It can often be difficult to identify topics to write on, when you are a constant contributor through blogs or newsletters. So when the time came to put down my thoughts, I pulled up some of my prior musings to see if I could find any inspiration. What made a direct hit in my mind was the posting from almost a year ago to the day: http://cohereone.com/start-planning-now-for-a-successful-holiday-season/
This was timely and appropriate, since most of us are starting to gear up for the holiday, even though summer hasn’t started yet (especially here in the Pacific Northwest.) What struck me the most was the shift of focus on testing away from mailing more to how to improve mail productivity or even reduce volume during the holiday. Many clients still have the desire to increase postal reach and frequency, but recently more seem to be in the position of wanting to remain flat or decrease contacts and still maintain or grow sales.
We at CohereOne are fortunate to have the opportunity to work with a variety of clients who are in different company life stages, have different goals, have varying marketing channel opportunities and sell in different industries. Because of this mix we are exposed to many situations, some good and some bad, but from each we can learn.
The one constant we have observed over and over is that there needs to be a plan in place to account for the change in demand when one marketing promotion is changed. If postal reach is to be reduced, then there has to be a plan in place to recoup the lost demand through another marketing channel, i.e. redistribute budget to digital. The kiss of death (we’ve seen it many times) is pulling back on one promotional channel and not adjusting elsewhere, expecting that the demand will continue to come in at the same rate. This is where planning and testing plays an important role, in order to be prepared and to set the company up for future success.
One of the tactics that has succeeded for some clients is combining online and offline marketing together to help boost the performance of each. With the advances in digital marketing being able to identify consumers, we are now able to saturate audiences with marketing messages, both online and offline. An example of this would be importing an individual mail file into Facebook to create custom audiences that would run at the same time as a print mailing. Another example would be to take the same mail file and create a targeted ad display campaign that would run during the same time as the printed campaign. What we have observed with this strategy is an overall increase in productivity for each promotional channel. For instance the sum of a coordinated Facebook campaign and a catalog mailing is greater than if each were run independent of each other.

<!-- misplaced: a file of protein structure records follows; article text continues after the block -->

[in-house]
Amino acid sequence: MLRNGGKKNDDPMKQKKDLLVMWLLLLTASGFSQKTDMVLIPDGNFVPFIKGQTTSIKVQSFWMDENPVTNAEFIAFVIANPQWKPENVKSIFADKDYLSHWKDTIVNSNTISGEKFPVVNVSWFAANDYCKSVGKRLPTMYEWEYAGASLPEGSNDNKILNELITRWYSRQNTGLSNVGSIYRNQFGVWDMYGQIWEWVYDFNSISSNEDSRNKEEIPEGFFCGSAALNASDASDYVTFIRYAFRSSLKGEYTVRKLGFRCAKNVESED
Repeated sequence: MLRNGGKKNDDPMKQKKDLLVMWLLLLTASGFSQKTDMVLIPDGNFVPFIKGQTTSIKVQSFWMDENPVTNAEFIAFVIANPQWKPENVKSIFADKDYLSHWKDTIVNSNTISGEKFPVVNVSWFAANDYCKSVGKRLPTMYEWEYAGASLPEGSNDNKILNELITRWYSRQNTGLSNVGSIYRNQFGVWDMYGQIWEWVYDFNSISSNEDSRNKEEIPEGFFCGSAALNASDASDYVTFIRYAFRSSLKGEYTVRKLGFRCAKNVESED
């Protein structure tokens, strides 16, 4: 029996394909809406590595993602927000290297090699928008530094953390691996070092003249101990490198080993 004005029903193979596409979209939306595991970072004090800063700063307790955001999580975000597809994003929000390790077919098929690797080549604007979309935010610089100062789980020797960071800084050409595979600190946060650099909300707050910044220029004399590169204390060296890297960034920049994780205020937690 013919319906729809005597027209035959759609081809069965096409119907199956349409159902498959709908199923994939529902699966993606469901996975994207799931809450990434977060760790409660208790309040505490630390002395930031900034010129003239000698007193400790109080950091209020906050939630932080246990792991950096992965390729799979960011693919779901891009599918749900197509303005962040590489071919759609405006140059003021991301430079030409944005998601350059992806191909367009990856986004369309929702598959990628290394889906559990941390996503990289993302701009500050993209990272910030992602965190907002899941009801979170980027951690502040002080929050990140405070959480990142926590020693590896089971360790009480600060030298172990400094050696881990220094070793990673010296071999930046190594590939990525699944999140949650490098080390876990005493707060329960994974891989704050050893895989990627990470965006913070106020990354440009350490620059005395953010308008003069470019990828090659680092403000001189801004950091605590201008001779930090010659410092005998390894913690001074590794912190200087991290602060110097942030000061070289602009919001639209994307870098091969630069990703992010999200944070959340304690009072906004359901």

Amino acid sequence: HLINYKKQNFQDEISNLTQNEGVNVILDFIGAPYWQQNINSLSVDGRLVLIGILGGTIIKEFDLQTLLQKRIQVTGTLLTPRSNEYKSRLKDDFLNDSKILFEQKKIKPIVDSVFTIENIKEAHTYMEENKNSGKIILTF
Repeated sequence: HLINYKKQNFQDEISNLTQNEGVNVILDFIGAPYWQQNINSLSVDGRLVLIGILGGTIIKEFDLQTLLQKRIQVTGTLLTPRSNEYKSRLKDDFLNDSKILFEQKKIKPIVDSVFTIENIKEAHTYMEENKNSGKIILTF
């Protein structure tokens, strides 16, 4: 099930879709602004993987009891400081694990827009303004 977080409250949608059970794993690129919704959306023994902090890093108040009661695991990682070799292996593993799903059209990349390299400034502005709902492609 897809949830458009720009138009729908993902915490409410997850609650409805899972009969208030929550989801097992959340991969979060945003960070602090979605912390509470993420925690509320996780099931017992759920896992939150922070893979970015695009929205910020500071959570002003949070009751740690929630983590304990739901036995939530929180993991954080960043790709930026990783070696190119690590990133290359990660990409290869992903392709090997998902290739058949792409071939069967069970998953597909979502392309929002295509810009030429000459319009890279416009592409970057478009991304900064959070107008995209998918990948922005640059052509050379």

Another practice that we have been testing and implementing is the reduction of marginal postal segments and/or prospects and reallocating the marketing budget to digital sources that may be more productive immediately. For some we are seeing, through testing, that we are able to get a more immediate return through digital advertising, which is sufficient to overcome the downstream effect of a lower LTV.
Example: An SEM Non Brand term can gain a new customer at a $10 contribution, with a $50 twelve month value. At the same time a catalog acquired customer would have a $15 loss, with a $65 twelve month value. At the end of twelve months the SEM customer would be worth $60 and the catalog customer would be worth $50.
Clearly it would be appropriate to reduce the catalog and increase the SEM in this situation. But a close eye would need to be kept on both, in order to find the sweet spot.
As the SEM spend is increased the overall performance will start to decrease since you are forced to go to more marginal terms. The same applies to the catalog, where overall performance should increase by cutting out the lowest performing names.
These are just a couple of recent examples of what we are currently planning and implementing. The key to success is to have a solid plan crafted with adequate tests and proper expectations set, rather than going full bore without testing and expect business not to implode. Set yourself up for success and not the “kiss of death”?